The Potter’s Fields

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fields
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The corn grew wild with no one left to harvest it. Simeon took refuge in the shade that his front porch provided, listening to the stale silence of the day. It was too hot for the birds to sing, the heat waves dancing above the crop. He used to wish for days like this, when he toiled in the fields. Hot as shit, but no clouds meant no rain, which meant no excuse not to work. Now, when there was no purpose to any of it, the sun was a curse. Everything was a curse.

He buried his father yesterday out next to the barn that was missing half its roof, blown away in a storm a hundred years ago. No one had cared enough to replace it, they’d just built a new barn, but by now the red paint had stripped away and it didn’t look much better than the first. They both stood as monuments for a family that no one would remember once Simeon was dead and gone. Even he, the last of his line, could hardly remember his grandmother’s accusing eyes, or his grandfather’s sneaky grin. Their pictures had been confiscated and burnt and Simeon’s memory wasn’t what it once was. Too many bad things had replaced the good, and now he was left with the thoughts he wished to could forget, while longing for thoughts forgotten.

The shovel leaned haphazardly against the house next to Simeon. He didn’t care to look at it, but there wasn’t much left that reminded him of his father, and so he kept it close. The mud still clung to the rusted metal. It felt like a sin to wash away that dirt.

Something moved through the corn, snapping the dry stalks. Probably a deer, foraging what was left of his family’s hard work and dedication. He thought back on all the time he’d spent in those fields, ruining his body just to get by another day. For thirty-four years his entire focus was on the crop, the seasons, the farmstead; the family. A lifetime wasted, and not only his life but his fathers as well, and his father before him, back four generations. Dozens of people had worked their entire lives to guarantee Simeon could stand where he stood right now.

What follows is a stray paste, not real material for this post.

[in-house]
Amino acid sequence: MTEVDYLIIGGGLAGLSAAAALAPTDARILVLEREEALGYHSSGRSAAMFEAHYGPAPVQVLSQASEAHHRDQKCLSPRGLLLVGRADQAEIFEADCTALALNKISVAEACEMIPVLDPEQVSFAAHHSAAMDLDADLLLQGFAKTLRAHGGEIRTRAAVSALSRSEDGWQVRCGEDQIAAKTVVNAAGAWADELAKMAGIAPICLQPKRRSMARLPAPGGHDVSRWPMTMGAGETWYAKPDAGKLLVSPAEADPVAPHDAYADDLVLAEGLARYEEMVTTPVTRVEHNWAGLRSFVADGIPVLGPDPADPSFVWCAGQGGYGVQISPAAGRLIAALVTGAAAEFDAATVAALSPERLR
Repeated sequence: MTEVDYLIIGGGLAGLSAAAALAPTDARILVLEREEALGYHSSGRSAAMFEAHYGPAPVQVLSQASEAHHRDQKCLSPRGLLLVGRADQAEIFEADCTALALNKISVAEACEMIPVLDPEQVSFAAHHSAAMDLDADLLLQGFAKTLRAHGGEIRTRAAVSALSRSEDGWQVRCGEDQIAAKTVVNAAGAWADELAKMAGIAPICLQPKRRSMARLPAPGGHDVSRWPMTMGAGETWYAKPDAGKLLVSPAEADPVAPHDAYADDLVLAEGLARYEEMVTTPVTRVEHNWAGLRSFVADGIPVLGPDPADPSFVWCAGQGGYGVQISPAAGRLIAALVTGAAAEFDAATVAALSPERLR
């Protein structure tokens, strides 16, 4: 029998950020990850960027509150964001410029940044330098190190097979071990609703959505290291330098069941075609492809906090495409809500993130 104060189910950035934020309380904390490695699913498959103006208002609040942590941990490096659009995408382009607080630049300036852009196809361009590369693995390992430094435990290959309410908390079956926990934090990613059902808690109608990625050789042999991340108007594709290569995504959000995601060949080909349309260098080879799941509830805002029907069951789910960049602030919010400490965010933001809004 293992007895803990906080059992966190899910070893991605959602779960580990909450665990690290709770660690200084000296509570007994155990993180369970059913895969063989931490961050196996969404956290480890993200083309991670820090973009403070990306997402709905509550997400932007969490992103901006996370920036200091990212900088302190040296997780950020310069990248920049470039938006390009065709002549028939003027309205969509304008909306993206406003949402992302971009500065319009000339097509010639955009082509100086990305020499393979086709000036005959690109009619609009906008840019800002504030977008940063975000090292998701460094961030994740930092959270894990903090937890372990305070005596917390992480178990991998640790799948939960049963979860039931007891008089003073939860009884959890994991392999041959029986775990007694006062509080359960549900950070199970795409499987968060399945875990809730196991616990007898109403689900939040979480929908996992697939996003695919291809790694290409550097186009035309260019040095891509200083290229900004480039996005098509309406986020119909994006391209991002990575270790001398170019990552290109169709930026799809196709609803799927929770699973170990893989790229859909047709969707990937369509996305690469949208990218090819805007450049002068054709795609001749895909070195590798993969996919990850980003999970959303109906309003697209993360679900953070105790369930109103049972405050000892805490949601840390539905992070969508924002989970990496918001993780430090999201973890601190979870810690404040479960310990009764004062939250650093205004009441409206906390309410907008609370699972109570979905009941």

Fourteen years ago, Representative Cal Benson won a bitter run for the presidency. Simeon still cringed when he thought back on how he’d voted for the man, along with fifty-six percent of the country. He had run on the promise to provide, and who didn’t like the thought of that? Simeon had been paying the government his entire adult life and had never seen a cent back. In the cracked lens of bureaucracy, his family had been relatively wealthy, with miles upon miles of black Midwestern soil. Simeon’s father had to sell most of it when his grandfather passed away, because evidently taxing the broken man his entire life for money he hadn’t actually had wasn’t good enough. The taxmen came knocking on the coffin.

After President Benson took office, he’d offered citizens everything they could have ever wanted; free schooling and healthcare, food for the poor and retribution for the wicked. Simeon remembered the grin that had broken out across his weary face when he’d received his first check, the Citizen Dividend (cutely labeled by the press as the Benson Pension), merely for being an American.

Finally, he’d thought, finally his hard work was being recognized. His family had helped feed the country for generations after all, why shouldn’t they be recognized for their sacrifice? Why shouldn’t they get a little bit back from what they’d put in? Hell, it wasn’t even a gift; Simeon and the rest deserved it! That’s what he’d thought, and that’s why Benson won his second term in a historic landslide. Over 180 million people had voted him in, by far the most of any president before or since; that was the last election held. Even his opposition, a man whose name Simeon couldn’t remember, had admitted afterwards to having voted for Cal Benson.